Ceaster

A fort or castle. The word was used of old Roman fortified towns, becoming the suffix in placenames derived from the Latin castra = a fort. It is found in many names today ending in '-chester' or '-caster'.

Dictionary of Medieval Terms and Phrases. .

Look at other dictionaries:

  • ceaster — f (ceastre/ceastra) 1. a city, fort, castle, town; used as a general term, or applied to foreign towns; 1a. 2 used of heaven, heaven; 1b. 2 used of hell, hell; 2. n (ceastres/ ) a city, etc., used of places in England; Exanceaster Exeter; 3. the… …   Old to modern English dictionary

  • ceaster — city …   The Old English to English

  • Hrof's Ceaster — Hrof s Ceaster, s. Rochester 1) (Stadt) …   Meyers Großes Konversations-Lexikon

  • Acemannes ceaster — f ( ceastre/ ceastra) Bath, Somersetshire; [Akemann s Chester] …   Old to modern English dictionary

  • Acsan ceaster — f ( ceastre/ ceastra) Exeter, Devon …   Old to modern English dictionary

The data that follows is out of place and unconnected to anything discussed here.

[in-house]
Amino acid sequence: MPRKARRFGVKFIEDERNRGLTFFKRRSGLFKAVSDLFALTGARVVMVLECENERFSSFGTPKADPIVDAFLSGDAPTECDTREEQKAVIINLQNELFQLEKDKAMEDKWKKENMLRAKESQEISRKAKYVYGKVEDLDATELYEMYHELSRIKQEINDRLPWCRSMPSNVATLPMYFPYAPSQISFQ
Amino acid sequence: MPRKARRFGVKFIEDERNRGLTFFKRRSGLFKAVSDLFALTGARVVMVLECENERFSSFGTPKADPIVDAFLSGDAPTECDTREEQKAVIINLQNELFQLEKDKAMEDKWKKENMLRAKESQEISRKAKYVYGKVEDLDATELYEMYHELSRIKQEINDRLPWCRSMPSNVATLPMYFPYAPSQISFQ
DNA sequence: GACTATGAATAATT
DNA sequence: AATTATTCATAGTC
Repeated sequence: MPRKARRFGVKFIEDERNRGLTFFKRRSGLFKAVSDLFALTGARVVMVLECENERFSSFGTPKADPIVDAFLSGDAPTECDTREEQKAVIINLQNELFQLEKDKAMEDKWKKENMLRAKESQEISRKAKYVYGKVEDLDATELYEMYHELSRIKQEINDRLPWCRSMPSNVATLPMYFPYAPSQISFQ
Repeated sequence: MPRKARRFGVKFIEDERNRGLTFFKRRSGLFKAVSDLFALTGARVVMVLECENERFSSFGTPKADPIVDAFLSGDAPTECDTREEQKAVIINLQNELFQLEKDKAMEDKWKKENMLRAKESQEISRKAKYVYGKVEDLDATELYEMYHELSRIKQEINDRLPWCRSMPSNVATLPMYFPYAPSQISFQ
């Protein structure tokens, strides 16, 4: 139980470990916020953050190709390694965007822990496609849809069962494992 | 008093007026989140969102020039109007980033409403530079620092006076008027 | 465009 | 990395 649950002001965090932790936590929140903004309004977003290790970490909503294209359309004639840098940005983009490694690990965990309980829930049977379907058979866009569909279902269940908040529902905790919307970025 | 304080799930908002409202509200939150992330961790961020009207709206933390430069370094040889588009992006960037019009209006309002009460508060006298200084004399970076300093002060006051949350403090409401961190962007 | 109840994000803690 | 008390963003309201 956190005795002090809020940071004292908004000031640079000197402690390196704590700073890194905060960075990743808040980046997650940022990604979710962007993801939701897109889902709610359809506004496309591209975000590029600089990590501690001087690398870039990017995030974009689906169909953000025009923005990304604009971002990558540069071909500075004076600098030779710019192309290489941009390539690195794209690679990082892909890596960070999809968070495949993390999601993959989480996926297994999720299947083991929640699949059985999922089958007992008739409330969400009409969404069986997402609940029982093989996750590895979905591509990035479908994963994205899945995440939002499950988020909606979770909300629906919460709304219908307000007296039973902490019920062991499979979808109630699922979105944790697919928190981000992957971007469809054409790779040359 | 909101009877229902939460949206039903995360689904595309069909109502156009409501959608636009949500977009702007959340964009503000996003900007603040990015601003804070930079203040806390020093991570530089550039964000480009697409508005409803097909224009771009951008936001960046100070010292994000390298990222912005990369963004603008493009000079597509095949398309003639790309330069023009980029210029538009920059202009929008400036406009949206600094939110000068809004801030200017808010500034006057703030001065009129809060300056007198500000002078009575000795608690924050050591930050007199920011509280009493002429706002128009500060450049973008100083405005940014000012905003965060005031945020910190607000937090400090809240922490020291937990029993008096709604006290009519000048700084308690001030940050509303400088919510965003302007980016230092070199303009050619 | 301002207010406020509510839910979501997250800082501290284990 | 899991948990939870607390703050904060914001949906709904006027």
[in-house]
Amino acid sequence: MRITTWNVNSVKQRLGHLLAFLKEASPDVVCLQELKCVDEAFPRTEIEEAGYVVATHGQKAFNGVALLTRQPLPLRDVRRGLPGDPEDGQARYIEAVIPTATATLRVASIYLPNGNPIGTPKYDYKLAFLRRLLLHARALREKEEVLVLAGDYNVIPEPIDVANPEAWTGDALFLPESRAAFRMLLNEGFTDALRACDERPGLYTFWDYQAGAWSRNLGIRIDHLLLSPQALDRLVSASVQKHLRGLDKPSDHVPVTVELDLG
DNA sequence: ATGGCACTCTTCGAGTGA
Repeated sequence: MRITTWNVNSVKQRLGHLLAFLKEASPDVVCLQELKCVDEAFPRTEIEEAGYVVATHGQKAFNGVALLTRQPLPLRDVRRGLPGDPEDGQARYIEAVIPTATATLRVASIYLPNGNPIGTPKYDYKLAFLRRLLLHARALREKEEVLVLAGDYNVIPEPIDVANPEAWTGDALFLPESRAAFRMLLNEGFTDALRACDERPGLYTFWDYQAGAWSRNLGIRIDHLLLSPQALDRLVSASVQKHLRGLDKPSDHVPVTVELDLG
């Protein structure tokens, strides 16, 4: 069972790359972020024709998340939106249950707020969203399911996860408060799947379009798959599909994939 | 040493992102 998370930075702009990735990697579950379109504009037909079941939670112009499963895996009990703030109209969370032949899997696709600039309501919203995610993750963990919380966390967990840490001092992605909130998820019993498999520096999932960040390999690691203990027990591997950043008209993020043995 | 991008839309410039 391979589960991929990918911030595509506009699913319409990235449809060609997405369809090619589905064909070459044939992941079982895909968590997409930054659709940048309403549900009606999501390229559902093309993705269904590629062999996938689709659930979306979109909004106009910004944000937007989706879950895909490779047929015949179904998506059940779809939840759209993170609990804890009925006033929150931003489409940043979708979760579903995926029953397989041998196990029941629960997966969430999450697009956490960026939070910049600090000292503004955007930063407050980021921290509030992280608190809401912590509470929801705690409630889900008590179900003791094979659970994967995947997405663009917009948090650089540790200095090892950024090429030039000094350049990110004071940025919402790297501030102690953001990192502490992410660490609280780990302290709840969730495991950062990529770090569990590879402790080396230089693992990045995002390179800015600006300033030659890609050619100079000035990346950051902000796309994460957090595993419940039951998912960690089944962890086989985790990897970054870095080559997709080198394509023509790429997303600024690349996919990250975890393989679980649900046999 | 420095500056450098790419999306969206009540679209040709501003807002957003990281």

• Andredes ceaster — f ( ceastre/ ceastra) the Roman station or city of Andred, Pevensey, or Pemsey Castle, Sussex …   Old to modern English dictionary

  • Cealca ceaster — f (ceastre/ceastra) the chalk city; Camden thinks it is Tadcaster, in Yorkshire …   Old to modern English dictionary

  • Dornwara ceaster — f ( ceastre/ ceastra) Dorchester, the chief town of Dorsetshire [the city of the inhabitants of Dorsetshire] …   Old to modern English dictionary

  • Eaxan ceaster — f ( ceastre/ ceastra) Exeter, Devon …   Old to modern English dictionary

  • Exan ceaster — f (ceastre/ceastra) Exeter, Devon …   Old to modern English dictionary

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